I'm so glad you found the last post helpful! I think it would have been easier for me to write a book! Condensing so many thoughts into one post is tough. I wanted to let you know that I am replying to your comments in the comment section themselves, so please check back for a response.
Also, I wanted to add that keeping toys in the room most used by the family is very helpful. We use low shelves (never taller than the little one) and put everything in baskets. It's helpful to have a large basket to collect all the toys that are out after a day of play, and bringing them to each shelf to put in their appropriate smaller baskets. Every month I go through the little one's toys and move things upstairs and bring others down. Even little things seem to add up (she is often given many gifts) and we run out of space. Her bedroom is not being used at the moment, so we are storing most of the toys she doesn't use on a daily basis up there.
Many people asked to see a little glimpse at our daily/weekly rhythms. I swear, this is the one thing that keeps us going. I found a rhythm that worked well for both of us when she was a little under a year old. After the divorce, the rhythm changed because she was not with me everyday, and now we are finally (after a year!) settling into a rhythm that works. It takes a lot of work and preparation on my part, but the days flow so much smoother that I don't mind one bit. I literally jump out of bed in the morning excited for another day of parenting! We are just having so much fun! So hopefully if any of you out there are stuck in a rut, creating a consistent daily and weekly rhythm could help tremendously! So this is a lot of information, but hopefully it won't be too much...
So here's a glimpse of our weekly rhythm ::
Monday :: school
Tuesday :: school
Wednesday :: long nature walk/hike, craft day
Thursday :: baking day
Friday :: soup day
Saturday :: painting day
These daily activities stay the same week after week. Young children thrive on repetition (everything from reading books multiple times to eating the same foods day after day) and having this rhythm week after week is very calming. Elisabeth does not understand days of the week, but she understands when "baking day" is. She knows that "painting day" is on the day Sasa is home from work, so we all can paint together. She knows "soup day" is after our Waldorf school time. And that must be so comforting to a little one!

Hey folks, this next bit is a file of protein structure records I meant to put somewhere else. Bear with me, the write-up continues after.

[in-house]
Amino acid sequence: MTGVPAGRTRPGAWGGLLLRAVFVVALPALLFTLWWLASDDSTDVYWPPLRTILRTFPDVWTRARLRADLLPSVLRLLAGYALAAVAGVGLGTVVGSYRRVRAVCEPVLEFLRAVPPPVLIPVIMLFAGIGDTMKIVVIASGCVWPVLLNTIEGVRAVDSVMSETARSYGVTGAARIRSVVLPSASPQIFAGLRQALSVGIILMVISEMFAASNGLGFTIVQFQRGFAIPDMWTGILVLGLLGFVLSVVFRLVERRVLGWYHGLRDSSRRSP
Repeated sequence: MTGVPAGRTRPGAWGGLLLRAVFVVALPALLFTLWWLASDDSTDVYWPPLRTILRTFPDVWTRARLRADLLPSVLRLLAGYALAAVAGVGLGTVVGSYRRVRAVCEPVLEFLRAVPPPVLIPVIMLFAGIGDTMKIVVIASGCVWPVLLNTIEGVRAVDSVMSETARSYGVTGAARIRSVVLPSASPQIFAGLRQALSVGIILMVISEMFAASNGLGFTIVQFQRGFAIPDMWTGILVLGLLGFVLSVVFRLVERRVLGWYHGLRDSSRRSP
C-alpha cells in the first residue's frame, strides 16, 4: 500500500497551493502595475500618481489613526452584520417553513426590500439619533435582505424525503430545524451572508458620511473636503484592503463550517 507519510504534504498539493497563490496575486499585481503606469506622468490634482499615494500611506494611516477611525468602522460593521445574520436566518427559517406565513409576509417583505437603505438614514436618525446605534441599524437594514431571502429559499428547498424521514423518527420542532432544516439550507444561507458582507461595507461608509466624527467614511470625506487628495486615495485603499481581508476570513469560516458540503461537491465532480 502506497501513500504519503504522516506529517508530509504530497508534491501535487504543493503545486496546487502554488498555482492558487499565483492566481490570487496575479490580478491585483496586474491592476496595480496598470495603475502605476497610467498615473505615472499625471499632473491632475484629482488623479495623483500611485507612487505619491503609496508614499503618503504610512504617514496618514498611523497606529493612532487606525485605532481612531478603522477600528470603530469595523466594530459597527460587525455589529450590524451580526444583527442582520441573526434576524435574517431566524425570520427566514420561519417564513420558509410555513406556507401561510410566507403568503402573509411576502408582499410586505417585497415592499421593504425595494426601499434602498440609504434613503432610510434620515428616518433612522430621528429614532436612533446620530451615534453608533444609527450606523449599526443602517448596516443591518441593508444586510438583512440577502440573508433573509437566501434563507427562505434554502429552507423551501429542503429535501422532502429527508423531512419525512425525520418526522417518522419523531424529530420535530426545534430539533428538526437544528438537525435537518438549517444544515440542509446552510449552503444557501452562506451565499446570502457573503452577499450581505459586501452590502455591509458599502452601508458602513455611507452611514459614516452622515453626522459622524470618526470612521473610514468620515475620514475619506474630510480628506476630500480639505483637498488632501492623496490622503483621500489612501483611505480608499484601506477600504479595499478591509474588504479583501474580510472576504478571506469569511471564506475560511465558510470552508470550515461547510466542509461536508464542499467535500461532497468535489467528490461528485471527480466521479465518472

Here's a glimpse of our daily rhythm. Transitions and activities are usually helped with the addition of a song (either spontaneously made up, or one we always use. I'll include a couple). I'll just choose baking day as an example ::
Wake up :: I sing a good morning song to her when she climbs into bed with us. It helps start the day on a cheerful note.
Breakfast :: She typically helps, but sometimes is content playing. I always give her the option of helping and set out her cutting board or mixing bowls.
Clean-up :: She helps or has free play while I clean.
Baking :: After the kitchen is tidy, she sits at her baking table and we look at all our ingredients. I pre-measure ingredients because she loses interest pretty quickly when doing it herself. When she's older I will start having her measure things out. We mix, stir, pour, and then bake. She does everything herself, usually with little help from me. She uses mini bowls, mini spoons, etc. which help little hands. After everything is in the oven, we clean up. I usually put a big enamel tub on her table with soapy warm water and a dishcloth. I'll put the smaller things in her tub and she can help wash. There is another basin for rinse water, and finally the towel to dry the dishes. She usually helps do this while I clean the larger items in the big sink. After we are set, we grab our brooms and sweep the floor. She loves to use her dustpan, so I always let her do this part.
Snack :: We eat our yummy baked goods!
Outside nature walk :: We take a short nature walk (about a mile) where I encourage her to walk. We pay close attention to the natural world around us and always bring her little basket (we got ours locally, but you can find them here) for collecting treasures. I've always made it a point to be super observant of everything around us, ever since she was a little baby. I'd point out ladybugs or pretty leaves, and now she does the same! She gets so excited by a chestnut or pinecone. We collect our treasures, then head home to put them on our treasure table by the door.